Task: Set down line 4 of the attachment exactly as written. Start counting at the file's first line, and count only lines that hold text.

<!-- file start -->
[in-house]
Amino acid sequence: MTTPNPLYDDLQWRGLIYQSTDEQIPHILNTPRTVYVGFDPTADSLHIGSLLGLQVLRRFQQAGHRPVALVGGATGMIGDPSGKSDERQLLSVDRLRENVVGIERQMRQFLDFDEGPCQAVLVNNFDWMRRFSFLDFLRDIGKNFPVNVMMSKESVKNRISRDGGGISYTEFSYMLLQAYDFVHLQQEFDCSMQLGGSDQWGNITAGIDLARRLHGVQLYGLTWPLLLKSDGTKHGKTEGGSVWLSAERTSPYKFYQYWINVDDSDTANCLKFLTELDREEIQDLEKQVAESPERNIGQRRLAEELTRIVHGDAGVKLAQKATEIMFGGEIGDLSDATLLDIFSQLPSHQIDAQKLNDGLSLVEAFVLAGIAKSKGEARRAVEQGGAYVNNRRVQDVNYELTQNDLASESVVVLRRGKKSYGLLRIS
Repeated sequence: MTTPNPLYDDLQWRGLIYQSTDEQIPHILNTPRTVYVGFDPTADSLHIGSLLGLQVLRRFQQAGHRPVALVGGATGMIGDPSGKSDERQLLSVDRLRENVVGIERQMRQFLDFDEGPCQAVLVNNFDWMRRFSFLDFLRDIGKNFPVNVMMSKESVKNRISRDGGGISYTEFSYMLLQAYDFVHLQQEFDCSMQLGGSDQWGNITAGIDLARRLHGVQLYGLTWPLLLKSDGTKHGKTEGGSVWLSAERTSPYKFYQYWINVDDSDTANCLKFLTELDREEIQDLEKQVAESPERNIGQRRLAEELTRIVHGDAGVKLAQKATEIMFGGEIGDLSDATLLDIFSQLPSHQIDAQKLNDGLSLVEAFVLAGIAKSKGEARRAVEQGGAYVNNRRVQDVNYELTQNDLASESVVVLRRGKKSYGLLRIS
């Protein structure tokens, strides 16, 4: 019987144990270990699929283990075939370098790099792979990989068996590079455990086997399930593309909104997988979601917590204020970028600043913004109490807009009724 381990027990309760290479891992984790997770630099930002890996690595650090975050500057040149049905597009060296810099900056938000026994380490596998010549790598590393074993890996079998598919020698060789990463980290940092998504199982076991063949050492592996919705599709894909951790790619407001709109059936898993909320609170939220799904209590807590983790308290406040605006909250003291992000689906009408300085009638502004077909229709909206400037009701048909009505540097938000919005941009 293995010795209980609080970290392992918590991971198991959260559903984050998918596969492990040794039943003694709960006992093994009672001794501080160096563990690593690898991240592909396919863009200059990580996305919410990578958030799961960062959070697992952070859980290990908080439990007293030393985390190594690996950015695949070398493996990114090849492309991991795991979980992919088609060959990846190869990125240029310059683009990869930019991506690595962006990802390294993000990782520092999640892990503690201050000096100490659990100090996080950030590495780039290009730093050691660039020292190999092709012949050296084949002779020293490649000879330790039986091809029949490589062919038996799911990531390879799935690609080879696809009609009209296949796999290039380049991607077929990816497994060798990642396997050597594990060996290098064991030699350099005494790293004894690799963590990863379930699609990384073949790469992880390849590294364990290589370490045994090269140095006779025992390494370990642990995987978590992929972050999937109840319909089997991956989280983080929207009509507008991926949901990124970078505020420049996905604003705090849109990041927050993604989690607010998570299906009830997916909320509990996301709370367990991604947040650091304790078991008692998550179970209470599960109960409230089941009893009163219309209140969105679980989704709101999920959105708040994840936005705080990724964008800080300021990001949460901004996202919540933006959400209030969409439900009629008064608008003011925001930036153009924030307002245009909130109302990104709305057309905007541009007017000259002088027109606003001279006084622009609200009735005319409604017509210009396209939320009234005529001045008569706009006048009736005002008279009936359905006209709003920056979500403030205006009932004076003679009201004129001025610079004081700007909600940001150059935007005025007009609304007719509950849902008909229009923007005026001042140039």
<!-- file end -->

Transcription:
């Protein structure tokens, strides 16, 4: 019987144990270990699929283990075939370098790099792979990989068996590079455990086997399930593309909104997988979601917590204020970028600043913004109490807009009724 381990027990309760290479891992984790997770630099930002890996690595650090975050500057040149049905597009060296810099900056938000026994380490596998010549790598590393074993890996079998598919020698060789990463980290940092998504199982076991063949050492592996919705599709894909951790790619407001709109059936898993909320609170939220799904209590807590983790308290406040605006909250003291992000689906009408300085009638502004077909229709909206400037009701048909009505540097938000919005941009 293995010795209980609080970290392992918590991971198991959260559903984050998918596969492990040794039943003694709960006992093994009672001794501080160096563990690593690898991240592909396919863009200059990580996305919410990578958030799961960062959070697992952070859980290990908080439990007293030393985390190594690996950015695949070398493996990114090849492309991991795991979980992919088609060959990846190869990125240029310059683009990869930019991506690595962006990802390294993000990782520092999640892990503690201050000096100490659990100090996080950030590495780039290009730093050691660039020292190999092709012949050296084949002779020293490649000879330790039986091809029949490589062919038996799911990531390879799935690609080879696809009609009209296949796999290039380049991607077929990816497994060798990642396997050597594990060996290098064991030699350099005494790293004894690799963590990863379930699609990384073949790469992880390849590294364990290589370490045994090269140095006779025992390494370990642990995987978590992929972050999937109840319909089997991956989280983080929207009509507008991926949901990124970078505020420049996905604003705090849109990041927050993604989690607010998570299906009830997916909320509990996301709370367990991604947040650091304790078991008692998550179970209470599960109960409230089941009893009163219309209140969105679980989704709101999920959105708040994840936005705080990724964008800080300021990001949460901004996202919540933006959400209030969409439900009629008064608008003011925001930036153009924030307002245009909130109302990104709305057309905007541009007017000259002088027109606003001279006084622009609200009735005319409604017509210009396209939320009234005529001045008569706009006048009736005002008279009936359905006209709003920056979500403030205006009932004076003679009201004129001025610079004081700007909600940001150059935007005025007009609304007719509950849902008909229009923007005026001042140039």